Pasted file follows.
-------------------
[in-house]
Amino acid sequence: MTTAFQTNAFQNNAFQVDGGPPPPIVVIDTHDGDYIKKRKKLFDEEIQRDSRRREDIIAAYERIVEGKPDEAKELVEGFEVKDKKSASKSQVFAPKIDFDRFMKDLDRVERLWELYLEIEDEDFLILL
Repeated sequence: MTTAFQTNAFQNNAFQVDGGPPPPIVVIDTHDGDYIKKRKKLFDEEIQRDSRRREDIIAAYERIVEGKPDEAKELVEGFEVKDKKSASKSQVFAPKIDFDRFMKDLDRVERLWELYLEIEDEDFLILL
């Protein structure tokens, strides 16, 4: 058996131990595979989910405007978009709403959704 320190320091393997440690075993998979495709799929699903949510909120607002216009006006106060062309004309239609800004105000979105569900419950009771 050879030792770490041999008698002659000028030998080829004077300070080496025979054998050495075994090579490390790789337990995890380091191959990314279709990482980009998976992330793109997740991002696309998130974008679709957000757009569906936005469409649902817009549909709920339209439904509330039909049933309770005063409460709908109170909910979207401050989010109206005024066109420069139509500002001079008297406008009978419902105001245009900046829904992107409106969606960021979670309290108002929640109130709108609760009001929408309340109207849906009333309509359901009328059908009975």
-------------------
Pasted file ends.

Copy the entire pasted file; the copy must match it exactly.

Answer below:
[in-house]
Amino acid sequence: MTTAFQTNAFQNNAFQVDGGPPPPIVVIDTHDGDYIKKRKKLFDEEIQRDSRRREDIIAAYERIVEGKPDEAKELVEGFEVKDKKSASKSQVFAPKIDFDRFMKDLDRVERLWELYLEIEDEDFLILL
Repeated sequence: MTTAFQTNAFQNNAFQVDGGPPPPIVVIDTHDGDYIKKRKKLFDEEIQRDSRRREDIIAAYERIVEGKPDEAKELVEGFEVKDKKSASKSQVFAPKIDFDRFMKDLDRVERLWELYLEIEDEDFLILL
């Protein structure tokens, strides 16, 4: 058996131990595979989910405007978009709403959704 320190320091393997440690075993998979495709799929699903949510909120607002216009006006106060062309004309239609800004105000979105569900419950009771 050879030792770490041999008698002659000028030998080829004077300070080496025979054998050495075994090579490390790789337990995890380091191959990314279709990482980009998976992330793109997740991002696309998130974008679709957000757009569906936005469409649902817009549909709920339209439904509330039909049933309770005063409460709908109170909910979207401050989010109206005024066109420069139509500002001079008297406008009978419902105001245009900046829904992107409106969606960021979670309290108002929640109130709108609760009001929408309340109207849906009333309509359901009328059908009975």